A grand celebration in the Philippines is incomplete without an irrational amount of food, and holding court in the center of it all is the glorious lechon. This culinary tradition may have been passed on to us by our Spanish colonizers, but over the centuries we have truly made our version of the spit-roasted whole pig our own. With the diversity of produce and flavor preferences all over the archipelago, there really is no one way of preparing lechon. Still, there are certain set expectations—the skin must be glistening and golden; the flesh moist, tender, and flavorful. Everything else—from the flavors to the condiments—is open to reinterpretation.

There are two dominant styles of lechon preparation— the Luzon lechon and the Visayas lechon, pertaining to two out of the three major island groups in the Philippines. The Luzon lechon is also more commonly known as lechon Tagalog, the cooking style that flourished in the capital and its surrounding provinces. It is usually unstuffed, its inside simply seasoned with salt and pepper, then sometimes drenched in a lime or cola-flavored carbonated drink perhaps to take the place of tamarind leaves which are less readily available. This also gives the skin its even caramelization and imparts its own distinct flavor to the skin and meat.

Devoid of herbs and aromatics, the punch of flavor of the lechon Tagalog comes from the sweet, tangy, and peppery liver sauce it is served with. The thick brown sauce really has a very distinct taste and texture. Its ingredients are often but not exclusively composed of vinegar, brown sugar, salt, pepper, mashed liver (or liver spread), breadcrumbs, garlic, and onion.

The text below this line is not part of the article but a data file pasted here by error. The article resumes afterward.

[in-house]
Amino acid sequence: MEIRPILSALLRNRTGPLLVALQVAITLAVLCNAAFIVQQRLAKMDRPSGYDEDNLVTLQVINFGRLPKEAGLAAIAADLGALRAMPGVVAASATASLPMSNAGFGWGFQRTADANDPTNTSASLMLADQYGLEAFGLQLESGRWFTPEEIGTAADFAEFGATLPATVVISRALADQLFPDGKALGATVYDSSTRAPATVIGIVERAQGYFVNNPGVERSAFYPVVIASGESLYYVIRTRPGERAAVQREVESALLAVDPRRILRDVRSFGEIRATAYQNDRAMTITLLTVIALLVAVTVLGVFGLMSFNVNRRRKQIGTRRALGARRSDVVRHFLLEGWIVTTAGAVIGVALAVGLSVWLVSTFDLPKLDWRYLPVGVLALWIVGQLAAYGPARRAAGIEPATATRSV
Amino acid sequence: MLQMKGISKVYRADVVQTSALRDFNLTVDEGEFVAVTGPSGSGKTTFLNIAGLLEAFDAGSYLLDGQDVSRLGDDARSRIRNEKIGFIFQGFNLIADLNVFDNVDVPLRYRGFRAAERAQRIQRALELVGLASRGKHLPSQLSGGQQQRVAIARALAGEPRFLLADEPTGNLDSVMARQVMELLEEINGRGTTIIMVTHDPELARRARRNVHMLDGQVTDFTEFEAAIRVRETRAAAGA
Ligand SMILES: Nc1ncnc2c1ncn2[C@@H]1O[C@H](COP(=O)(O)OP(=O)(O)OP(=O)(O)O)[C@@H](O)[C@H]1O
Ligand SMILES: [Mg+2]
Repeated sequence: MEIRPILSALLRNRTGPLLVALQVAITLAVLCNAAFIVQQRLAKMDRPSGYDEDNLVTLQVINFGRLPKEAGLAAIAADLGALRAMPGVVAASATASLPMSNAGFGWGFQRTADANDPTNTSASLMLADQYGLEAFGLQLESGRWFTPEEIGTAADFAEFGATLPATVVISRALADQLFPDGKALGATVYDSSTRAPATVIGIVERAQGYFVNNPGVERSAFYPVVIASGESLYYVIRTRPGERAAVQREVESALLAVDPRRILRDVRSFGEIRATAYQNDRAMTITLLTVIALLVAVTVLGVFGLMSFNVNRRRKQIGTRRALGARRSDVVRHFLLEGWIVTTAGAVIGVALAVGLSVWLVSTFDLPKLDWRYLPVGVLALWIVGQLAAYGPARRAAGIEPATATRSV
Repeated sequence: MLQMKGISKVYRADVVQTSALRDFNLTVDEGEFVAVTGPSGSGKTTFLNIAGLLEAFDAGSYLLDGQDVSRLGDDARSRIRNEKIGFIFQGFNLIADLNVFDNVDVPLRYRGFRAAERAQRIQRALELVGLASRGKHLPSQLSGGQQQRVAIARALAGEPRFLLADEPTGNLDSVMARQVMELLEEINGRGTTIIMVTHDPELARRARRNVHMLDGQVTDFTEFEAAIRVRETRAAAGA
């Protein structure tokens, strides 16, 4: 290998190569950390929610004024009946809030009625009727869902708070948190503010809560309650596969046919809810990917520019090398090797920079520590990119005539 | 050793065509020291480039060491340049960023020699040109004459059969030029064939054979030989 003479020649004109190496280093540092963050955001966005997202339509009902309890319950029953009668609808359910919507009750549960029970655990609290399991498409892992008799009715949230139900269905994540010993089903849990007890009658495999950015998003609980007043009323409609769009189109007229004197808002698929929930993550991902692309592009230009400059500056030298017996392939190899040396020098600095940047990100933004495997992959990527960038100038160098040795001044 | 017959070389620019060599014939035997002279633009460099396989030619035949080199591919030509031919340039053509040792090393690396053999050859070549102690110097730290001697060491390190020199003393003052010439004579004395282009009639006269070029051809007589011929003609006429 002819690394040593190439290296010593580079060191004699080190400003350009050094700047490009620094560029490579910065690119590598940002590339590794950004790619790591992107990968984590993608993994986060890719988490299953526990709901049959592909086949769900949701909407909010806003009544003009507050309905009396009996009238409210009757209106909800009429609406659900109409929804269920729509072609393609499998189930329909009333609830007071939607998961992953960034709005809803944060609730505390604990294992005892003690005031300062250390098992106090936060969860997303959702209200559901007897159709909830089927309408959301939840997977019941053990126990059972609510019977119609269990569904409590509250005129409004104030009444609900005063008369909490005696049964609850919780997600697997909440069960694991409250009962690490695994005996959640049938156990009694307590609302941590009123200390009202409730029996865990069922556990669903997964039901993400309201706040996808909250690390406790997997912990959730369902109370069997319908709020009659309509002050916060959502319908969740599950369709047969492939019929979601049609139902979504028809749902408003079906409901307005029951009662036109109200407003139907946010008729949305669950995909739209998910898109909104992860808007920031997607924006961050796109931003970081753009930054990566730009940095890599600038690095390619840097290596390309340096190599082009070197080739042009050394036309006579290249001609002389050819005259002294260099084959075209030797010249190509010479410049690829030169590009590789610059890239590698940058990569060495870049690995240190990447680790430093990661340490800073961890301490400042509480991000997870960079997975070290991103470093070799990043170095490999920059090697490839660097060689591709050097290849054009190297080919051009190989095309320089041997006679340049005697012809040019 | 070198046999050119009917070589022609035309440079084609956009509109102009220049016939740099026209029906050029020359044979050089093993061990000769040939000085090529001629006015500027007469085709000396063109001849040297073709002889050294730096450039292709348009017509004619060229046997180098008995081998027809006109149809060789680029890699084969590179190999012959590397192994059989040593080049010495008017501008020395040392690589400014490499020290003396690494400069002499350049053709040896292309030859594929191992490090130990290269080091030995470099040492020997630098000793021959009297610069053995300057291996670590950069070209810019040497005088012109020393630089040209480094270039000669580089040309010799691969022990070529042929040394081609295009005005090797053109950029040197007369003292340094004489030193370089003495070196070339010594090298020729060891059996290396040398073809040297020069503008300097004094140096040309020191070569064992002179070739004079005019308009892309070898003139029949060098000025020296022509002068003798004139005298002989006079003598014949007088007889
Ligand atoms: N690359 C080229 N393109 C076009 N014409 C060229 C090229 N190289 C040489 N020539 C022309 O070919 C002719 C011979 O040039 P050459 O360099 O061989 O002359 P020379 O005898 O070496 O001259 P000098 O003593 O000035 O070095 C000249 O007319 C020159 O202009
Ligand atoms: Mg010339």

Lechon Visayas, on the other hand, has opted to pack the pig with stuffing made of various herbs and aromatics. What ends up inside depends on what is readily available. The most popular kind which has made its way around the country is the Cebu lechon with its stuffing of lemongrass, scallions, and garlic. Bacolod-style lechon is also rising in popularity and is almost the same as the Cebu version, if not for the addition of the citrus fruit batuan that imparts a lemony flavor.

In the northern part of the Philippines, they prefer lechon kawali or lechon de carajay (pertaining to the wok that it is cooked in) which are slabs of boiled and air-dried pork belly deep-fried in oil. In the Ilocos region, this is called bagnet and is readily available in the market or street side stalls already cooked, ready to be reheated and eaten at home. Enjoyed on its own or with rice, the preferred condiment alongside it is a spicy sukang Iloko (spiced Ilocos vinegar) or bagoong (fermented fish or shrimp paste).

There are more current innovations applied to roasting lechon that lechoneros claim to enhance the flavors and quality of the finished product. Some prefer certain kinds of charcoal for more even heat distribution, while others prefer certain fruit tree wood over others that imbue their own signature smoky flavors. Others have gotten more adventurous with the stuffing: some like to add chili for extra heat, others are mixing premium or exotic ingredients with their rice stuffing to make things interesting, and there are still those who like pushing the boundaries of what a lechon can be by stuffing it with other proteins, or even a bottle of beer. Whatever the reiteration, one thing is for sure: the lechon is a star.